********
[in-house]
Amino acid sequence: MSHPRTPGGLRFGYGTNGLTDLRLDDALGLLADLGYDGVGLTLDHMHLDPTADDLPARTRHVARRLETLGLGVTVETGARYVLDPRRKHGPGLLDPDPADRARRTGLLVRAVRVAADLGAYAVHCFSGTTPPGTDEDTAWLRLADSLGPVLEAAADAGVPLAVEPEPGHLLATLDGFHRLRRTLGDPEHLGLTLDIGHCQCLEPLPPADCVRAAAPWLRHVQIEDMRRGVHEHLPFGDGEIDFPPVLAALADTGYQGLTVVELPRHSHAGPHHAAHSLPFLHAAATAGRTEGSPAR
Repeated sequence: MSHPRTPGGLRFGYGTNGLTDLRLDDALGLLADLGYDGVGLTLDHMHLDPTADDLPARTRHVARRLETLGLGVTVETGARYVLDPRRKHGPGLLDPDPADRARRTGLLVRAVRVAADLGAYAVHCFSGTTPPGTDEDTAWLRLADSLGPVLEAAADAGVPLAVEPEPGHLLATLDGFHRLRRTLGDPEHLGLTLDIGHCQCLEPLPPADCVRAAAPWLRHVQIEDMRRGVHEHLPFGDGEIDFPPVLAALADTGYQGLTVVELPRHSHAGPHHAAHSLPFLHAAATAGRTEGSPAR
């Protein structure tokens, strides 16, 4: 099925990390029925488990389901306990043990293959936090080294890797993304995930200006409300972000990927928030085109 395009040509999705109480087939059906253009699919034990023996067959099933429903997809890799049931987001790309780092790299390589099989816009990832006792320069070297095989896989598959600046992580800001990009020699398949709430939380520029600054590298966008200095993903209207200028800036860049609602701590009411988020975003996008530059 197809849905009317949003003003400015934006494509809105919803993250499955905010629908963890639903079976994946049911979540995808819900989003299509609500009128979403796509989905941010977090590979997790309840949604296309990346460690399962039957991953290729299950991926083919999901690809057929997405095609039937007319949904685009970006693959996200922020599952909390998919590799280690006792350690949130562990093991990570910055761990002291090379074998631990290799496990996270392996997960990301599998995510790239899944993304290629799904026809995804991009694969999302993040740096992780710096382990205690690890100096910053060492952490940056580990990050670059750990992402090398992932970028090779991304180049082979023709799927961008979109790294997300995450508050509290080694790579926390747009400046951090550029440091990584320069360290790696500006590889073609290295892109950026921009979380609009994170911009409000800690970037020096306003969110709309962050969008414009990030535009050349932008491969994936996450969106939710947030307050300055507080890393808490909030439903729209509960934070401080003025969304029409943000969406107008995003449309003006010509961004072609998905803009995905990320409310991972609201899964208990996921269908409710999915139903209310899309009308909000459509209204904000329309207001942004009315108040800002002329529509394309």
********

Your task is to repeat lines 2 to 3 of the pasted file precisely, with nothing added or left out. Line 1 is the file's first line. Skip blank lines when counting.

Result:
Amino acid sequence: MSHPRTPGGLRFGYGTNGLTDLRLDDALGLLADLGYDGVGLTLDHMHLDPTADDLPARTRHVARRLETLGLGVTVETGARYVLDPRRKHGPGLLDPDPADRARRTGLLVRAVRVAADLGAYAVHCFSGTTPPGTDEDTAWLRLADSLGPVLEAAADAGVPLAVEPEPGHLLATLDGFHRLRRTLGDPEHLGLTLDIGHCQCLEPLPPADCVRAAAPWLRHVQIEDMRRGVHEHLPFGDGEIDFPPVLAALADTGYQGLTVVELPRHSHAGPHHAAHSLPFLHAAATAGRTEGSPAR
Repeated sequence: MSHPRTPGGLRFGYGTNGLTDLRLDDALGLLADLGYDGVGLTLDHMHLDPTADDLPARTRHVARRLETLGLGVTVETGARYVLDPRRKHGPGLLDPDPADRARRTGLLVRAVRVAADLGAYAVHCFSGTTPPGTDEDTAWLRLADSLGPVLEAAADAGVPLAVEPEPGHLLATLDGFHRLRRTLGDPEHLGLTLDIGHCQCLEPLPPADCVRAAAPWLRHVQIEDMRRGVHEHLPFGDGEIDFPPVLAALADTGYQGLTVVELPRHSHAGPHHAAHSLPFLHAAATAGRTEGSPAR